Selected project: Dashboard -> Projects -> Project Display -> Project Option

Selected folder: Dashboard -> Folders -> Folder display -> Folder Option

Best coding practices in react

This becomes nastier as the number of state and the number of components grows.

The solution to this problem is creating context. It will allow you to use state in any component. You will call context from the topmost component and all children will be able to use state.

If you don't know how context works, you can go through this article:

3. Separate logic and UI

Prefer to separate logic and UI. For example, you can write onClick function as an inline function or you can call a separate function. Create a separate function rather than writing an inline function. This will give a clear separation between UI and logic. It will make the code more understandable, clear, and reusable.

4. Remove unnecessary props

Keep a good eye on whether your props are dynamic or static. Other than static props, sometimes we pass redux state as props which don't help in reducing number of render at all. Passing redux state as props makes component difficult to reuse. We will understand this with help of an example.

In our project we have profile component. Profile component is calling the Image component. Image component requires login user information and login user information is stored in redux state.

Profile component is already calling a redux state of login information. In this situation, you can choose from two options.

  1. Pass redux state as props from parent component(Profile) to child component(Image)
  2. Call redux state in child component(Image) using useSelector

You should always go for the second option as in the future Image component will be used from multiple components. All the parent component of Image component have to call login user information. (As login user information is compulsory props of Image component). This will lead to an unnecessary call of redux state every time the component is reused.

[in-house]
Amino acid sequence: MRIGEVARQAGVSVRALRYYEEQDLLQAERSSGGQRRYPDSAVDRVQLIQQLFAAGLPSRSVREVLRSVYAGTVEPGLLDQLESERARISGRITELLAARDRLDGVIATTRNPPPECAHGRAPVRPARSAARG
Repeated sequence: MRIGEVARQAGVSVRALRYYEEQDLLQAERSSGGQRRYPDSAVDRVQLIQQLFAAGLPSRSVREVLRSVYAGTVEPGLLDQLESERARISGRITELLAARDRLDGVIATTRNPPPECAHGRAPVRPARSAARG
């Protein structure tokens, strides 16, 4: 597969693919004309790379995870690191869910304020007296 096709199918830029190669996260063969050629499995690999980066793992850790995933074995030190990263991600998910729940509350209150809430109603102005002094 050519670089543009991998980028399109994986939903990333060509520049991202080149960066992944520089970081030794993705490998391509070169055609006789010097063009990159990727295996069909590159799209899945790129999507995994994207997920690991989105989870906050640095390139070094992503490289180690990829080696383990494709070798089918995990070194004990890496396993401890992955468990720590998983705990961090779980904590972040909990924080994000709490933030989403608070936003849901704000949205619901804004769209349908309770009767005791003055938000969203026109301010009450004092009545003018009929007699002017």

In both cases,

  1. If you pass state as props from parent component (From profile to Image)
  2. use useSelector inside child component (Image component)

react will re-render. A change in props causes re-render and change in the redux state also cause re-render.

5. Write a function for a repetitive task

This seems to be a normal thing but keep a good eye on repetitive code. For example, you might be updating the same state in the same manner from 5 different components. In this case, create one function to update state and use that function in all the components. Slow down while you write code and if you encounter yourself writing the same code, again and again, write a common function instead. I'll highly recommend creating a common function for the repetitive task. As more code you'll write, you will appreciate the time you have spent writing common functions. In the future, if you have any code change, there will be only one place to change code rather than going through all the components.